September, 17, 2008
Speech motor learning in profoundly deaf adults
NEW HAVEN, CT —Dr. David Ostry, of McGill University and Haskins Laboratories, and Dr. Sazzad M. Nasir of McGill University, have published a study in Nature Neuroscience that explores the question of why, in certain cases, deaf individuals are still able to speak coherently, sometimes years after losing their hearing. This study points out the critical role in speech motor learning of information from muscles and receptors in the vocal tract.
Speech production, like other sensorimotor behaviors, relies on multiple sensory inputs—audition, proprioceptive inputs from muscle spindles and cutaneous inputs from mechanoreceptors in the skin and soft tissues of the vocal tract. However, the capacity for intelligible speech by deaf speakers suggests that somatosensory input alone may contribute to speech motor control and perhaps even to speech learning. Nasir and Ostry assessed speech motor learning in cochlear implant recipients who were tested with their implants turned off. A robotic device was used to alter somatosensory feedback by small displacements of the jaw during speech. They found that, with training, implant subjects progressively adapted to the mechanical perturbations. Moreover, the corrections that they observed were for movement deviations that were exceedingly small, on the order of millimeters, indicating that speakers have precise somatosensory expectations. This study indicates that speech motor learning is substantially dependent on somatosensory input.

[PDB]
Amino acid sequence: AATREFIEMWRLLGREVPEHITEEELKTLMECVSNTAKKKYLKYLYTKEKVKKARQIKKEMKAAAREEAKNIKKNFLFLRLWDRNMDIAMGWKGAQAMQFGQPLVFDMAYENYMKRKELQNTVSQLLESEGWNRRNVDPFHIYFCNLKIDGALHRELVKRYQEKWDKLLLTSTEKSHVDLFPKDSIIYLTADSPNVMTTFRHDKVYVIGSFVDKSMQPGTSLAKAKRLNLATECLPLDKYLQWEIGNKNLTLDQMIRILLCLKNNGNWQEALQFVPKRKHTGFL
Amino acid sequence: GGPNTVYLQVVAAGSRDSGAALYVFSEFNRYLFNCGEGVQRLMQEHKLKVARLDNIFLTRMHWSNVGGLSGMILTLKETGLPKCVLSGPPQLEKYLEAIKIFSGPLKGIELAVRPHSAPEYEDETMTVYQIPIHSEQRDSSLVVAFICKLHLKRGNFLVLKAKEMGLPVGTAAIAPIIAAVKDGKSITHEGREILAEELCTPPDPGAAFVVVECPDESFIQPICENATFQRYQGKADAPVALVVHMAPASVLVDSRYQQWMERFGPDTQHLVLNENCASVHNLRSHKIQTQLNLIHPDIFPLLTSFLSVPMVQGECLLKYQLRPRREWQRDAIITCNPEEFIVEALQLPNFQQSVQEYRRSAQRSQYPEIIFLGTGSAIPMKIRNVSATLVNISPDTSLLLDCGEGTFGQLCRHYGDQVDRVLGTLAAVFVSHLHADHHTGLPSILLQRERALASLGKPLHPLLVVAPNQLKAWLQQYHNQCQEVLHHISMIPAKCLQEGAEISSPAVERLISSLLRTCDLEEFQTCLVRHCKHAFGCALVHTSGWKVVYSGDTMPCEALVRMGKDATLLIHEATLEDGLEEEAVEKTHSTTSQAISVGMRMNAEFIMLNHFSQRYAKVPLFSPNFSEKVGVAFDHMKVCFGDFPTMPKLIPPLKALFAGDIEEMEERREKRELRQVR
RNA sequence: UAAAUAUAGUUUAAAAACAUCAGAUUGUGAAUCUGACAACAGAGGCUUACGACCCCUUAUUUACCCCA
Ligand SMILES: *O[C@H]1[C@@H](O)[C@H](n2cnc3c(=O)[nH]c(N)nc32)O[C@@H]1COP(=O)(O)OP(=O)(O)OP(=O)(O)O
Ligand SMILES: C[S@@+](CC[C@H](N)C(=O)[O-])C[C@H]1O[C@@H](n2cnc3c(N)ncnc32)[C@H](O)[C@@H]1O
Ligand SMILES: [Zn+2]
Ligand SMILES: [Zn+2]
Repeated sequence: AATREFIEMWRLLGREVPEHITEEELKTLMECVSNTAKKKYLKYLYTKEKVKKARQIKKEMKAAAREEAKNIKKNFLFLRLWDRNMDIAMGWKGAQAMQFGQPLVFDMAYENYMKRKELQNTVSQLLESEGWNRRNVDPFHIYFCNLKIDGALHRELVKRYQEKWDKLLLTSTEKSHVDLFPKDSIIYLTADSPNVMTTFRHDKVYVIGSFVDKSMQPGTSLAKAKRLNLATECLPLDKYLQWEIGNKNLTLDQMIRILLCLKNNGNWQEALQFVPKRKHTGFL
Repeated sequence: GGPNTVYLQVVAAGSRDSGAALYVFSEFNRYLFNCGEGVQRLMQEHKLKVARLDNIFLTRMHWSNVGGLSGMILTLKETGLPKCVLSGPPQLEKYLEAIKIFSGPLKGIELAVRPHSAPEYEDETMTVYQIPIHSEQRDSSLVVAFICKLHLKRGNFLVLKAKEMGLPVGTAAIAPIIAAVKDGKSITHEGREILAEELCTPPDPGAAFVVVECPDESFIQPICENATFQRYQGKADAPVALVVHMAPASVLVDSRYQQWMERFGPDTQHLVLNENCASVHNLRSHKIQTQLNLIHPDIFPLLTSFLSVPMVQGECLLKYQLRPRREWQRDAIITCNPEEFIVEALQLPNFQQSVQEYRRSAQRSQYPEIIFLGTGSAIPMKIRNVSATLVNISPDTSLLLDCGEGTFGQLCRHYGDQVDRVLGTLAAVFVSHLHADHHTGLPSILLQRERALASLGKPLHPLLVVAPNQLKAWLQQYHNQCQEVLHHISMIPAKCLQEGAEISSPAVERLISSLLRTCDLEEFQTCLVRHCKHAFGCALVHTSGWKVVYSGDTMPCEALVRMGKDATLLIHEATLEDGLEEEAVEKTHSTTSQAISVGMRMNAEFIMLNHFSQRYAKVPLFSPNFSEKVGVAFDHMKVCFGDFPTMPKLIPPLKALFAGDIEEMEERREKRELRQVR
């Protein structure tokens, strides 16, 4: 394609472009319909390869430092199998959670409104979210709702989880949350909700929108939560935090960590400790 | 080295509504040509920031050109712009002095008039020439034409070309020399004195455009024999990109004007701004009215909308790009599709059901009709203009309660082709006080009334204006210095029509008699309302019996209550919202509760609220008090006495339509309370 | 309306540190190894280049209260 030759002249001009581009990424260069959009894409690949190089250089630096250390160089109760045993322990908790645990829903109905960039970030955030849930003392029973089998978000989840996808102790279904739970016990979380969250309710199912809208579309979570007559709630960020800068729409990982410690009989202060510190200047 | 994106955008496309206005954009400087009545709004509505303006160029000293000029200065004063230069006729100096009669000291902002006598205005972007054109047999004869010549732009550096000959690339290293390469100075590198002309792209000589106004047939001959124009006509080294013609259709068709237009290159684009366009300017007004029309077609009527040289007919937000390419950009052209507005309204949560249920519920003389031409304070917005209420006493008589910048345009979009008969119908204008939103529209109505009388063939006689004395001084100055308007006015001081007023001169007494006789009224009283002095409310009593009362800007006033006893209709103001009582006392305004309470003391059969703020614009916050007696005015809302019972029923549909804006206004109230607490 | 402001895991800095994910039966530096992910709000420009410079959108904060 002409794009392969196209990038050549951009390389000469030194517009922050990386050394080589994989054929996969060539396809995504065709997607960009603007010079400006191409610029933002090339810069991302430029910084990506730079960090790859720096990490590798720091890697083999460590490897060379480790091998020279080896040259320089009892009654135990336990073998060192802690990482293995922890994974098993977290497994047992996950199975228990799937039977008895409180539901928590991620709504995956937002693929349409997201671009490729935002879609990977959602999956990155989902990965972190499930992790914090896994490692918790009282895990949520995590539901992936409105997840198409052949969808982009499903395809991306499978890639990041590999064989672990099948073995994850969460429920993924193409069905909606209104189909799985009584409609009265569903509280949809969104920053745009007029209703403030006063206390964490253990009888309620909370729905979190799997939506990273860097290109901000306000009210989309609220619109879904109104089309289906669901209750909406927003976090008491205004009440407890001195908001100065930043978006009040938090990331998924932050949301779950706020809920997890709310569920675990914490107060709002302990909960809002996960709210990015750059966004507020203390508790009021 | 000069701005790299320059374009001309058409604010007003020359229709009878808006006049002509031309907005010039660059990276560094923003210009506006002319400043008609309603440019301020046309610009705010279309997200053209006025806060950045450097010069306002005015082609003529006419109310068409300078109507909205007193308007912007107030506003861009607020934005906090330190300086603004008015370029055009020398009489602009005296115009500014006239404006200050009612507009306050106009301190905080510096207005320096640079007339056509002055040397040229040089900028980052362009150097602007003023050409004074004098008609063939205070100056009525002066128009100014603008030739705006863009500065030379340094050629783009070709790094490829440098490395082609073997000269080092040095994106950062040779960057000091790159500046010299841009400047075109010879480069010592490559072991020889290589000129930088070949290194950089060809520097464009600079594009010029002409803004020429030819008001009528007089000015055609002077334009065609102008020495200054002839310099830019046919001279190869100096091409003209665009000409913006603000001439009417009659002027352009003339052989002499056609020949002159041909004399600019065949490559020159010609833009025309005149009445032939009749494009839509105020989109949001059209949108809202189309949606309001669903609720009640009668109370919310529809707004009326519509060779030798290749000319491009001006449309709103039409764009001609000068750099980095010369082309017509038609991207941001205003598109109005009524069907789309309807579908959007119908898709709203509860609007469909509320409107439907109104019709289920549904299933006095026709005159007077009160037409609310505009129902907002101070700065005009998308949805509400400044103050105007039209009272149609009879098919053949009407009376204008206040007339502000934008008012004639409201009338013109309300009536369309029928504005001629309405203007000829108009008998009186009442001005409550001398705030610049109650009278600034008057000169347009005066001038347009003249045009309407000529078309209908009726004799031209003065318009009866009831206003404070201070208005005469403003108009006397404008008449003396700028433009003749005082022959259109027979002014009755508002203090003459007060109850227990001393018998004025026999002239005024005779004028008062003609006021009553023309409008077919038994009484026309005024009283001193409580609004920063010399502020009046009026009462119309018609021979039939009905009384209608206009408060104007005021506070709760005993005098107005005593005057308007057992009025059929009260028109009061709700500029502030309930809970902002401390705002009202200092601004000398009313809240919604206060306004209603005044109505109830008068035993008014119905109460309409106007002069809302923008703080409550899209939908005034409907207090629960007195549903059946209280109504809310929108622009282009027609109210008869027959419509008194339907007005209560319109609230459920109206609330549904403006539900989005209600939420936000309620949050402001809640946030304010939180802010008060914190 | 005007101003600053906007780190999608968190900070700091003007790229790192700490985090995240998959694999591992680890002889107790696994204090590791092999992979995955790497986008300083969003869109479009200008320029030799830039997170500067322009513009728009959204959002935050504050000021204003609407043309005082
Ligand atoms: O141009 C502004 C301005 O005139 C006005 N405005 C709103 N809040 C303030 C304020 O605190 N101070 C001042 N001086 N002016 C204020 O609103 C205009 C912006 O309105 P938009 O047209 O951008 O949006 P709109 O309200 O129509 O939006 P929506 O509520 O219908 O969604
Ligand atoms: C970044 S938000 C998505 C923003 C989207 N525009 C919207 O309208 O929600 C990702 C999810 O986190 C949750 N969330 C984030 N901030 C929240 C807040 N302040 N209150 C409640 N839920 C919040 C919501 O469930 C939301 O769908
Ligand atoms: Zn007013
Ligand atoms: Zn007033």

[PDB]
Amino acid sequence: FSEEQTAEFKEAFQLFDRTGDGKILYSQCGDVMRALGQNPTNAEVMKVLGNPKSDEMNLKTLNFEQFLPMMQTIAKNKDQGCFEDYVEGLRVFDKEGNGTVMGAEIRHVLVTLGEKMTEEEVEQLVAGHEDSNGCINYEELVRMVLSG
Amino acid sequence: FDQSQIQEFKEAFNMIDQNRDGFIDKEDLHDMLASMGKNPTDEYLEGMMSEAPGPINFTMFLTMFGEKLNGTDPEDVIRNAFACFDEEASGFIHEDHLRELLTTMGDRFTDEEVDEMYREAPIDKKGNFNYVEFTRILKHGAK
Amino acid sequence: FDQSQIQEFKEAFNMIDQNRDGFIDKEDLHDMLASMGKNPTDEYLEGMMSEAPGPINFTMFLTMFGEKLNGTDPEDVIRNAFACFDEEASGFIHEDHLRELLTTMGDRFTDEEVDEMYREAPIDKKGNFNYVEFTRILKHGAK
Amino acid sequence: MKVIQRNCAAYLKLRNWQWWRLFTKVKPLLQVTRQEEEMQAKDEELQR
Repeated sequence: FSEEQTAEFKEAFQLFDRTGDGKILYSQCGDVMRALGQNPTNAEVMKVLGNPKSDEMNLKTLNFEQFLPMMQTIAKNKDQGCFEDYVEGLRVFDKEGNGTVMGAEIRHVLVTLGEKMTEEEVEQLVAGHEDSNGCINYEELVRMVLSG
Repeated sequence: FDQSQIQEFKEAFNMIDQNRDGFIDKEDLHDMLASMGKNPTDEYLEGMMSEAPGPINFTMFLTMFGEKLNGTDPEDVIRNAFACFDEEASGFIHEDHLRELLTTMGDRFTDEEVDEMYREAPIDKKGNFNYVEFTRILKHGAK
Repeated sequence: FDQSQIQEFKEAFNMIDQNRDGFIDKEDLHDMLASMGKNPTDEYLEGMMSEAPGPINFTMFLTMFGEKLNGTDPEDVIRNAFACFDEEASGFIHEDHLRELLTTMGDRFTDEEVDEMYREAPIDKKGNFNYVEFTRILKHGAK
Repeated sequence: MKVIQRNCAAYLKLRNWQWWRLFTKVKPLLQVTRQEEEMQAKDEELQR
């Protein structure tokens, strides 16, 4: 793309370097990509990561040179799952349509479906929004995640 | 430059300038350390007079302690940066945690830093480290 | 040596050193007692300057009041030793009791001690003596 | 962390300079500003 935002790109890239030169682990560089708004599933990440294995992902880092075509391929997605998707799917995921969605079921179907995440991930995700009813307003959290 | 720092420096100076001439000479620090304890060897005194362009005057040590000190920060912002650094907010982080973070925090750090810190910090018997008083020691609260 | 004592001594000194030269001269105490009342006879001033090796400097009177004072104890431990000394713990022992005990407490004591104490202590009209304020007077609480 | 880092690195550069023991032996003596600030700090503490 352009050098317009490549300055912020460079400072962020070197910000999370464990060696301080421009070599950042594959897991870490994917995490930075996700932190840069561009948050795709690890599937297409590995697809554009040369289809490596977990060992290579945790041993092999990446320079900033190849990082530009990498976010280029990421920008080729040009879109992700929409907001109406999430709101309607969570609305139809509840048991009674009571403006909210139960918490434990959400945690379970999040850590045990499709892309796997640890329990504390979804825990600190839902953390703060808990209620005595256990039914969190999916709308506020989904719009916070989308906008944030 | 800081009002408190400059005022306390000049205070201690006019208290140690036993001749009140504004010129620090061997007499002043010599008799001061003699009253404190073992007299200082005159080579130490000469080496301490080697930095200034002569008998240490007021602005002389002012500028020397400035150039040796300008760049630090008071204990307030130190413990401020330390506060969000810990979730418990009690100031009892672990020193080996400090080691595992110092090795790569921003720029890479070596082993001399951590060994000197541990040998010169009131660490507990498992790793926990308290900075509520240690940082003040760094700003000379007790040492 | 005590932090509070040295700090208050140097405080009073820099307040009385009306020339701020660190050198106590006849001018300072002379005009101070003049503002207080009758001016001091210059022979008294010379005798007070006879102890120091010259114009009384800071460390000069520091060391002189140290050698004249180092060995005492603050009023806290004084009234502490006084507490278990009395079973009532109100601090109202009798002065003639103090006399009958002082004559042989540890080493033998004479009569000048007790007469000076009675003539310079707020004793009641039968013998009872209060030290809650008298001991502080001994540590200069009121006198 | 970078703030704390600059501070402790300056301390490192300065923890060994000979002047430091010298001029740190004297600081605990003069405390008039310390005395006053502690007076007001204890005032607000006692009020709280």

Der Spiegel SPIEGEL ONLINE (pdf) in German.
Haskins Laboratories was founded in 1935 by the late Dr. Caryl P. Haskins. This independent research institute has been in New Haven, Connecticut since 1970 when it formalized affiliations with Yale University and the University of Connecticut. The Laboratories' primary research focus is on the science of the spoken and written word.
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